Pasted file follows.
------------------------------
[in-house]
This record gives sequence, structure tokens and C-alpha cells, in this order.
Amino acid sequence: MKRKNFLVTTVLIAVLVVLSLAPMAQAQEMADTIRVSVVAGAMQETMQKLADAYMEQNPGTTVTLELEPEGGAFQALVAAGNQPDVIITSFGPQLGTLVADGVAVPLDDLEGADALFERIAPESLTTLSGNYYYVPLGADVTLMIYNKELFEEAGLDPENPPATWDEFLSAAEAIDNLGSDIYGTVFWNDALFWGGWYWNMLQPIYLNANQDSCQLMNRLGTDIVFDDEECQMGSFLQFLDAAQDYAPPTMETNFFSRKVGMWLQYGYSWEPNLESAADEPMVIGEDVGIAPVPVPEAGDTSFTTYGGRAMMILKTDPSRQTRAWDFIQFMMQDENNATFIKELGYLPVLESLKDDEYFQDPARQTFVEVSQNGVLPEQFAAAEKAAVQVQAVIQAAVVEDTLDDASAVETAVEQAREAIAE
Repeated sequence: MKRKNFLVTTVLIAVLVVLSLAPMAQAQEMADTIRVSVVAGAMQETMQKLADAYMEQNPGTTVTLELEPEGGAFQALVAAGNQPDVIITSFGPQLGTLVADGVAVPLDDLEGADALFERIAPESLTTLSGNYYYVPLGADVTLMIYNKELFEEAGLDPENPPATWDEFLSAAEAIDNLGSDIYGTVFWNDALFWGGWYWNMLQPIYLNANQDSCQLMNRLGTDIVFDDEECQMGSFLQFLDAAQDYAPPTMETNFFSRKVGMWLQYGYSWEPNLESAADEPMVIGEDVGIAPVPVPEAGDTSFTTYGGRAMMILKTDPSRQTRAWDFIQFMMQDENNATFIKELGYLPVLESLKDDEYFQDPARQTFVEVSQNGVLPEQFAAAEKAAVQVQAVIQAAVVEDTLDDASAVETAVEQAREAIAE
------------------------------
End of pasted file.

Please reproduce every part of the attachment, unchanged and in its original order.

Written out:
[in-house]
This record gives sequence, structure tokens and C-alpha cells, in this order.
Amino acid sequence: MKRKNFLVTTVLIAVLVVLSLAPMAQAQEMADTIRVSVVAGAMQETMQKLADAYMEQNPGTTVTLELEPEGGAFQALVAAGNQPDVIITSFGPQLGTLVADGVAVPLDDLEGADALFERIAPESLTTLSGNYYYVPLGADVTLMIYNKELFEEAGLDPENPPATWDEFLSAAEAIDNLGSDIYGTVFWNDALFWGGWYWNMLQPIYLNANQDSCQLMNRLGTDIVFDDEECQMGSFLQFLDAAQDYAPPTMETNFFSRKVGMWLQYGYSWEPNLESAADEPMVIGEDVGIAPVPVPEAGDTSFTTYGGRAMMILKTDPSRQTRAWDFIQFMMQDENNATFIKELGYLPVLESLKDDEYFQDPARQTFVEVSQNGVLPEQFAAAEKAAVQVQAVIQAAVVEDTLDDASAVETAVEQAREAIAE
Repeated sequence: MKRKNFLVTTVLIAVLVVLSLAPMAQAQEMADTIRVSVVAGAMQETMQKLADAYMEQNPGTTVTLELEPEGGAFQALVAAGNQPDVIITSFGPQLGTLVADGVAVPLDDLEGADALFERIAPESLTTLSGNYYYVPLGADVTLMIYNKELFEEAGLDPENPPATWDEFLSAAEAIDNLGSDIYGTVFWNDALFWGGWYWNMLQPIYLNANQDSCQLMNRLGTDIVFDDEECQMGSFLQFLDAAQDYAPPTMETNFFSRKVGMWLQYGYSWEPNLESAADEPMVIGEDVGIAPVPVPEAGDTSFTTYGGRAMMILKTDPSRQTRAWDFIQFMMQDENNATFIKELGYLPVLESLKDDEYFQDPARQTFVEVSQNGVLPEQFAAAEKAAVQVQAVIQAAVVEDTLDDASAVETAVEQAREAIAE